A few grains of salt
2 vanilla beans, split in half lengthwise
9 ounces bittersweet chocolate, coarsely chopped
3 ounces Swiss milk chocolate, coarsely chopped
2 large egg yolks, at room temperature
1 tablespoon Cognac


4 large eggs
3 large egg yolks
1/2 cup plus 2 tablespoons granulated sugar

Pinch of salt

1 1/2 teaspoons vanilla extract
1/2 cup sifted cake flour (not self rising)

To assemble:

1/2 cup seedless raspberry preserves
2 tablespoons cognac

Almond Croquant:

1/2 cup finely chopped slivered almonds
1 teaspoon lightly beaten egg white
1 tablespoon granulated sugar

Chocolate glaze:

3/4 cup heavy (whipping) cream
2 tablespoons light corn syrup
A few grains of salt
5 ounces bittersweet chocolate, finely chopped
2 1/2 ounces Swiss milk chocolate, finely chopped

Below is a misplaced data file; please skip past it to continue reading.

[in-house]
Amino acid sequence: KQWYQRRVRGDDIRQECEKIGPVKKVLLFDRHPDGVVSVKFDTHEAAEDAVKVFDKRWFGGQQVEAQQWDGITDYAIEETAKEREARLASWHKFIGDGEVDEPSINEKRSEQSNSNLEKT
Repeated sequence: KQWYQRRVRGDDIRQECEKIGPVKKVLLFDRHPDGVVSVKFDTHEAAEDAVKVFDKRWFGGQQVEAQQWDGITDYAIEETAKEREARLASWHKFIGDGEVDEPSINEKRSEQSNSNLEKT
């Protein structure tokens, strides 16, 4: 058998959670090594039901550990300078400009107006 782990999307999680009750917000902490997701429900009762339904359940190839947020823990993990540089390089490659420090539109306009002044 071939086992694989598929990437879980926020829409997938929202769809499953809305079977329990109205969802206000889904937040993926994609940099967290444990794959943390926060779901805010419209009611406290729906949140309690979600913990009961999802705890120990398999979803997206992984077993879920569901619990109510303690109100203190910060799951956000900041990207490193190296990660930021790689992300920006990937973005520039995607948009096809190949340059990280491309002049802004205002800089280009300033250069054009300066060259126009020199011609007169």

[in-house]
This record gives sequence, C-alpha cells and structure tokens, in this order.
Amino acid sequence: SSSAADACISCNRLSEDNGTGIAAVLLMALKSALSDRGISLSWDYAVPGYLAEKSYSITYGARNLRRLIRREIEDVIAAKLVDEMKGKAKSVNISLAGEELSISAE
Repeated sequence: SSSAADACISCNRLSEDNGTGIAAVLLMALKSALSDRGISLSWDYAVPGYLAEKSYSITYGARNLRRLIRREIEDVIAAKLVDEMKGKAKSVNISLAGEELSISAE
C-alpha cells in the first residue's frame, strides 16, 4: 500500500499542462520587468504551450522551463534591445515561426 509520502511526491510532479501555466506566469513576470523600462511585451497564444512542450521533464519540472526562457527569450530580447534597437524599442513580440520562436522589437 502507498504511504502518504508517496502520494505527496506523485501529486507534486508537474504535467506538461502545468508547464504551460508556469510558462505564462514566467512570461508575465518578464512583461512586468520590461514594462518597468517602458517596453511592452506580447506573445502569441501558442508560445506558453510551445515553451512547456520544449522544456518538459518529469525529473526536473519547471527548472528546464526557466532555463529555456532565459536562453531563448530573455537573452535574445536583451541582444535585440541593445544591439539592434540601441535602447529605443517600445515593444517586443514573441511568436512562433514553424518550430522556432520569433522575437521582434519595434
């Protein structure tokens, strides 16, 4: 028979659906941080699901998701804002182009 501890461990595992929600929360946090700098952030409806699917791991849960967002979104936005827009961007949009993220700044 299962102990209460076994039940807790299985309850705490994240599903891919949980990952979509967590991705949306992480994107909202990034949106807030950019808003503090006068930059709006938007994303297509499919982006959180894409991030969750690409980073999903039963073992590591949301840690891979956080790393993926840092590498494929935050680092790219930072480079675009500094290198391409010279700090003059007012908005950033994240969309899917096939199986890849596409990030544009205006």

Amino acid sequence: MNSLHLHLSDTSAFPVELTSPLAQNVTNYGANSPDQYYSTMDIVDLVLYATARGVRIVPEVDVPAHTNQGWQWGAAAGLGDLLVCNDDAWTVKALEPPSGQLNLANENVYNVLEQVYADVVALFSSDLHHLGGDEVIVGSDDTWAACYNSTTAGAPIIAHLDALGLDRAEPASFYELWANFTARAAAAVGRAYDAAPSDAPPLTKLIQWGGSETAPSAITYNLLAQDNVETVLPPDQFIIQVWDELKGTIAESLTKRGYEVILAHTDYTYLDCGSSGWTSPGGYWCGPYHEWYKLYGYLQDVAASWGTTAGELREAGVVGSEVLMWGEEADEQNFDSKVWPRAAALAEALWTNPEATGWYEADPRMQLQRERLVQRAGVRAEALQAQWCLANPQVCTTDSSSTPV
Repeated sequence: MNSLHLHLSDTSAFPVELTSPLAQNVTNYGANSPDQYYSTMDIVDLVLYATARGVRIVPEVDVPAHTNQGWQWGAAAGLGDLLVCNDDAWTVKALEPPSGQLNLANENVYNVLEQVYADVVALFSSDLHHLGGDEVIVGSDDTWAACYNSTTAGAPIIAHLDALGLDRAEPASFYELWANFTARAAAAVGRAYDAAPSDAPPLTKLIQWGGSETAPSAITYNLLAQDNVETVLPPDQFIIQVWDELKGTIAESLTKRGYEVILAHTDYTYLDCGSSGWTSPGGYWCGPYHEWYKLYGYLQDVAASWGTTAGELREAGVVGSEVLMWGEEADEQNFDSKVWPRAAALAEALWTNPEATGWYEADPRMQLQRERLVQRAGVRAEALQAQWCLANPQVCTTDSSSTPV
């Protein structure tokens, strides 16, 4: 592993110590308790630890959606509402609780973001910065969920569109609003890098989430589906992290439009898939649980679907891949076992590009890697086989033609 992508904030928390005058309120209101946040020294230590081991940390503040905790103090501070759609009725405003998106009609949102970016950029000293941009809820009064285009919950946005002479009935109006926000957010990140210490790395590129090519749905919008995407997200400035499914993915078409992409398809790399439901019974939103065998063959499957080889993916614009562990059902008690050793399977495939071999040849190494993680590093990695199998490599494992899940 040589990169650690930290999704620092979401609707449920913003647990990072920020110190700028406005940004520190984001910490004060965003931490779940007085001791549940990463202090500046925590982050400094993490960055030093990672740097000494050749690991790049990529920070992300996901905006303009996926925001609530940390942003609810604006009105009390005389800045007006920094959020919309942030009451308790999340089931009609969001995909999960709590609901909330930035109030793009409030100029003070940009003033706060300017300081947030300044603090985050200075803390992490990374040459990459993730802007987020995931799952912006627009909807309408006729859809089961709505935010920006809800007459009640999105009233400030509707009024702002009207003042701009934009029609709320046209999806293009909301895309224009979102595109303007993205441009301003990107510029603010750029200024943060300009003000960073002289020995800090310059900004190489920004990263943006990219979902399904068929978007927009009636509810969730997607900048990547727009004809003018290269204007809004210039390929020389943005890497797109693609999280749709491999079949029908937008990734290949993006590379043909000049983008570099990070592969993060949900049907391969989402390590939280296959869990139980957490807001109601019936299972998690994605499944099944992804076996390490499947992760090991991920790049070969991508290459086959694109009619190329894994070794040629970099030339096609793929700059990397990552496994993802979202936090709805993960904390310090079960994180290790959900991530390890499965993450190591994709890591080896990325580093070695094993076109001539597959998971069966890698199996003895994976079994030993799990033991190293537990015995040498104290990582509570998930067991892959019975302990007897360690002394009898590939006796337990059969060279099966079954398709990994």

1 1/2 teaspoons Cognac

Garnish (optional):

1/2 pint fresh raspberries

Make the ganache:

1. In a medium saucepan, combine the cream, butter and salt. Scrape the tiny black seeds from 
the vanilla beans into the saucepan. Add the scraped bean pods and slowly bring the mixture 
to a gentle boil over medium-low heat. Take the pan off the heat and remove the vanilla pods.

2. In a food processor fitted with the metal chopped blade, process the chocolates for 15 to 
20 seconds or until finely chopped. Add the egg yolks and pulse twice. With the machine running, 
pour the hot cream mixture through the feed tube and blend for 10 to 15 seconds, until smooth. 
Add the cognac and process briefly to blend. Scrape the ganache into a medium bowl and cover 
the surface with plastic wrap. Refrigerate for no longer than 1 1/2 hours, until the ganache 
has thickened to the consistency of chocolate pudding.

Make the sponge cake:

3. Position a rack in the center of the oven and preheat to 350F. Line the bottom on an 
11-by-17-inch-jelly-roll-pan with aluminum foil, leaving a 2-inch overhang on the short ends. 
Fold the overhang underneath the pan. Butter the aluminum foil and the sides of the pan, and 
lightly dust the bottom and sides with flour and tap out the excess.